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OWN cable network to cut jobs, replace executives

Restructuring at OWN, a joint venture of Oprah Winfrey and Discovery, comes as the cable network struggles. Executives from Discovery will be put in key positions and 30 staffers will be let go.

March 20, 2012|By Joe Flint and Meg James, Los Angeles Times

Looks like Oprah Winfrey has had one of her trademark "aha!" moments.

Winfrey and Discovery Communications Inc., partners in the Oprah Winfrey Network, announced cutbacks and an executive restructuring at the struggling cable channel.

The moves follow OWN's decision Friday to cancel its high-profile Rosie O'Donnell talk show and will result in 30 staffers being let go and executives from Discovery Communications being brought in to oversee key operations.

The changes come as OWN continues to struggle to find its voice. Launched in January 2011, OWN has already cost Discovery more than $300 million in programming and marketing costs. The channel's performance has been so weak that there has even been speculation — denied by insiders — that if the situation doesn't improve soon the plug could be pulled.

"We're as committed now as we've ever been and are bullish about the long-term value we are building," Discovery Senior Executive Vice President David Leavy said Monday.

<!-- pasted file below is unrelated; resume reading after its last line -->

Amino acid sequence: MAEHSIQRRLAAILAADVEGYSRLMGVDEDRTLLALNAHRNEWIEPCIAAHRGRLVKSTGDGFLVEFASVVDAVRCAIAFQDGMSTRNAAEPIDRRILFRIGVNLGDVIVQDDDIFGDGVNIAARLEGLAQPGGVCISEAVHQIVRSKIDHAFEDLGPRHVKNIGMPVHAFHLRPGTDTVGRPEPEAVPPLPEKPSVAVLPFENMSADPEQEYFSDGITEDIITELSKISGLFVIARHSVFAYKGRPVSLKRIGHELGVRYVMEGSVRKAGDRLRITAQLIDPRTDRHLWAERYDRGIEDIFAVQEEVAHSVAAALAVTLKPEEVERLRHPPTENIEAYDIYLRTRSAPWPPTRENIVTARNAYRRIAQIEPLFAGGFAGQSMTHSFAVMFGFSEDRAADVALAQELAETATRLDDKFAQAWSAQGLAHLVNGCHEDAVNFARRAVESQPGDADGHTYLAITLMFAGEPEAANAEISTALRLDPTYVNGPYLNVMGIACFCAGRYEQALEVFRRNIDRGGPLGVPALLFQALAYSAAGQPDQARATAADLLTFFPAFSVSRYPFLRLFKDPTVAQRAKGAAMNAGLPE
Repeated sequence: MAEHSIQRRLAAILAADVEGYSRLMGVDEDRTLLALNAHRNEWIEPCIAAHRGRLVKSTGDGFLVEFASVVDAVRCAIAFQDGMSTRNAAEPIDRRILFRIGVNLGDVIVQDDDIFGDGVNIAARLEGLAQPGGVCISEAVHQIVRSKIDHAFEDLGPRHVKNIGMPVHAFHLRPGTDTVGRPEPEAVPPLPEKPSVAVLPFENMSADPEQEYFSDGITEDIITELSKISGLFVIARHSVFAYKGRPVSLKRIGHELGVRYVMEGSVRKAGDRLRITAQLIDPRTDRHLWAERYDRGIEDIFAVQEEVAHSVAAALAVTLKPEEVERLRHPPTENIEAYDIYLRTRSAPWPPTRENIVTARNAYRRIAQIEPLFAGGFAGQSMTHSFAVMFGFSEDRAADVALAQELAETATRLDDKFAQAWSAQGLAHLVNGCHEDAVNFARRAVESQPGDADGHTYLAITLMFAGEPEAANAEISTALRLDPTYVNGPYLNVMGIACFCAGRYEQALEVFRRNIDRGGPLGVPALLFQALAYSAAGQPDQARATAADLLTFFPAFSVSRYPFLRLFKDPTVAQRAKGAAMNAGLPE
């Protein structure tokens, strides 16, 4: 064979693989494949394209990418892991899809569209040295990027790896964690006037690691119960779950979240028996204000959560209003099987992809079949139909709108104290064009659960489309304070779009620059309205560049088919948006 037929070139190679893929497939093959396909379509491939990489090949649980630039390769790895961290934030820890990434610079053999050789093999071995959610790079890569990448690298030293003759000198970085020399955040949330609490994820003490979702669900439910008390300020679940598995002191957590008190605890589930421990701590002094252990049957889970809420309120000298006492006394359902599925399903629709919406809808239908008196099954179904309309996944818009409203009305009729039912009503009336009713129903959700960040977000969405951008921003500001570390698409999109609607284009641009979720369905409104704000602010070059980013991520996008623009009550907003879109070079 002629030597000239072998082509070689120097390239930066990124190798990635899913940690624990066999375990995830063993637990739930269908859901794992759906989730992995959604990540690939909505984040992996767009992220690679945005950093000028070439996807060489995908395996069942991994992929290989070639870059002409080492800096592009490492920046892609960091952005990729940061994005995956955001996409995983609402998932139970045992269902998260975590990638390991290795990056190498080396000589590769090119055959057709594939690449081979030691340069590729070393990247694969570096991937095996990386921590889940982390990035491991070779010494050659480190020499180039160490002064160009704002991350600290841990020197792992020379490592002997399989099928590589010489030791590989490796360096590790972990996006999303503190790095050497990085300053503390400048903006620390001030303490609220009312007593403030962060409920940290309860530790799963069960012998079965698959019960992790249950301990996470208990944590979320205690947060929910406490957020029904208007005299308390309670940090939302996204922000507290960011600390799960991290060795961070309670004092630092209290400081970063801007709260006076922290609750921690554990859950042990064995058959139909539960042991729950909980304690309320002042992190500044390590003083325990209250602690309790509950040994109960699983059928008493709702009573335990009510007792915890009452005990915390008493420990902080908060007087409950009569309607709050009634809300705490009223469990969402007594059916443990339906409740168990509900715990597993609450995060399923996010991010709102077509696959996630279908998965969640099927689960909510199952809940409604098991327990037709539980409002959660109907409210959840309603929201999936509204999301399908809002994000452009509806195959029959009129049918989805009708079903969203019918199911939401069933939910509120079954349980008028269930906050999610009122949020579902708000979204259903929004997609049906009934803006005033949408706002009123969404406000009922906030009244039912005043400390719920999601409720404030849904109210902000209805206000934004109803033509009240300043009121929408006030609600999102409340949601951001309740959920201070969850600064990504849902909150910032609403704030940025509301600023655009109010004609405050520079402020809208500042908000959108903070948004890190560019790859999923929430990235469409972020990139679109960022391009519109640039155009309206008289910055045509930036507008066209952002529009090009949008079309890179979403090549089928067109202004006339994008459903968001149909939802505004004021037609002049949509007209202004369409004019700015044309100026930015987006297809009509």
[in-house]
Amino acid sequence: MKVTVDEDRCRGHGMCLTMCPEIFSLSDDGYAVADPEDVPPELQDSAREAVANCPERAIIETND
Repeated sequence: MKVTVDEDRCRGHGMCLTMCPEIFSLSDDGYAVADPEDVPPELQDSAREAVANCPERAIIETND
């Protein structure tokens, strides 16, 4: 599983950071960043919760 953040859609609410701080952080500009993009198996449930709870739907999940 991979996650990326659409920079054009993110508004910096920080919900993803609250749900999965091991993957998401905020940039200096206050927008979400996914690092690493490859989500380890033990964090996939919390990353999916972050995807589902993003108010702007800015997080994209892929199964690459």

Winfrey, who met with the staff of OWN at its Los Angeles headquarters to announce the cuts, said in a statement that the "economics of a start-up cable network just don't work with the cost structure that was in place."

At one point, OWN had a staff of more than 150 people. After this latest round of cuts, OWN will have about 90 on staff. These cuts do not include the dozens of people laid off in the wake of O'Donnell's show getting the ax.

As part of the restructuring, Discovery Communications will have more say in the business operations. Initially, Discovery had something of an arms-length policy when it came to OWN.

However, as the losses have piled up and the executive suite of OWN started to resemble a revolving door, Discovery decided it needed to become more involved in the channel's operations.

"The cost structure was not sustainable; we had to right-size that," Leavy said.

In January, Discovery dispatched Rita Mullin, a longtime Discovery programmer, to help shore up programming at OWN. Now, as part of this restructuring, Neal Kirsch, Discovery's chief financial officer, will shift to OWN and become its chief operating officer and chief financial officer.

Discovery is also bringing in executives to oversee production and marketing for OWN.

The changes come just two weeks before OWN is scheduled to begin making its upfront programming presentations to advertisers in Chicago, New York and, later, Los Angeles.

joe.flint@latimes.com

meg.james@latimes.com

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